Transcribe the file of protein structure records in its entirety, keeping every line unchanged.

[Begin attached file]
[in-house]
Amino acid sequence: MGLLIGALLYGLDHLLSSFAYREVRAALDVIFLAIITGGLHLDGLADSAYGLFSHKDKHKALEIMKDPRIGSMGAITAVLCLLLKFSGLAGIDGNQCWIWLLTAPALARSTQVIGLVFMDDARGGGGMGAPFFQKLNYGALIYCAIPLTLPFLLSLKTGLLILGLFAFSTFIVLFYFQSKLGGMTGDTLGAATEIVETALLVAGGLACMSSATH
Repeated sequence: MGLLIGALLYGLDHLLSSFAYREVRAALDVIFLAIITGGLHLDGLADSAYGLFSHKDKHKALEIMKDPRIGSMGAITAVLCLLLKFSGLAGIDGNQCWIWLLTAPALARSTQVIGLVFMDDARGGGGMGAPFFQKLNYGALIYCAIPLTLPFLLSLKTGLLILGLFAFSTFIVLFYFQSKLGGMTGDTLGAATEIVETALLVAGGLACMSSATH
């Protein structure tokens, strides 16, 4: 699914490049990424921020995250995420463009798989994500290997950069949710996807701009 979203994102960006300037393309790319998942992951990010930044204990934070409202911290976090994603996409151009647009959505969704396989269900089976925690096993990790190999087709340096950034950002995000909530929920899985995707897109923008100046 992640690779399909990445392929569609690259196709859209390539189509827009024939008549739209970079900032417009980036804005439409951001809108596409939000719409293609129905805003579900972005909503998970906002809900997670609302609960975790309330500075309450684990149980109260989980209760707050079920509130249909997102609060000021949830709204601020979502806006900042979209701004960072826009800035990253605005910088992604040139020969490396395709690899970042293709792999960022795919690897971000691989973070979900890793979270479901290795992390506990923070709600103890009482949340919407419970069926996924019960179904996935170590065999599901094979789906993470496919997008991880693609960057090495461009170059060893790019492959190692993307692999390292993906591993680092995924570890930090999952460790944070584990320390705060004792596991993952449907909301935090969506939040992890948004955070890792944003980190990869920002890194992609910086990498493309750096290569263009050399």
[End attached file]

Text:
[in-house]
Amino acid sequence: MGLLIGALLYGLDHLLSSFAYREVRAALDVIFLAIITGGLHLDGLADSAYGLFSHKDKHKALEIMKDPRIGSMGAITAVLCLLLKFSGLAGIDGNQCWIWLLTAPALARSTQVIGLVFMDDARGGGGMGAPFFQKLNYGALIYCAIPLTLPFLLSLKTGLLILGLFAFSTFIVLFYFQSKLGGMTGDTLGAATEIVETALLVAGGLACMSSATH
Repeated sequence: MGLLIGALLYGLDHLLSSFAYREVRAALDVIFLAIITGGLHLDGLADSAYGLFSHKDKHKALEIMKDPRIGSMGAITAVLCLLLKFSGLAGIDGNQCWIWLLTAPALARSTQVIGLVFMDDARGGGGMGAPFFQKLNYGALIYCAIPLTLPFLLSLKTGLLILGLFAFSTFIVLFYFQSKLGGMTGDTLGAATEIVETALLVAGGLACMSSATH
């Protein structure tokens, strides 16, 4: 699914490049990424921020995250995420463009798989994500290997950069949710996807701009 979203994102960006300037393309790319998942992951990010930044204990934070409202911290976090994603996409151009647009959505969704396989269900089976925690096993990790190999087709340096950034950002995000909530929920899985995707897109923008100046 992640690779399909990445392929569609690259196709859209390539189509827009024939008549739209970079900032417009980036804005439409951001809108596409939000719409293609129905805003579900972005909503998970906002809900997670609302609960975790309330500075309450684990149980109260989980209760707050079920509130249909997102609060000021949830709204601020979502806006900042979209701004960072826009800035990253605005910088992604040139020969490396395709690899970042293709792999960022795919690897971000691989973070979900890793979270479901290795992390506990923070709600103890009482949340919407419970069926996924019960179904996935170590065999599901094979789906993470496919997008991880693609960057090495461009170059060893790019492959190692993307692999390292993906591993680092995924570890930090999952460790944070584990320390705060004792596991993952449907909301935090969506939040992890948004955070890792944003980190990869920002890194992609910086990498493309750096290569263009050399």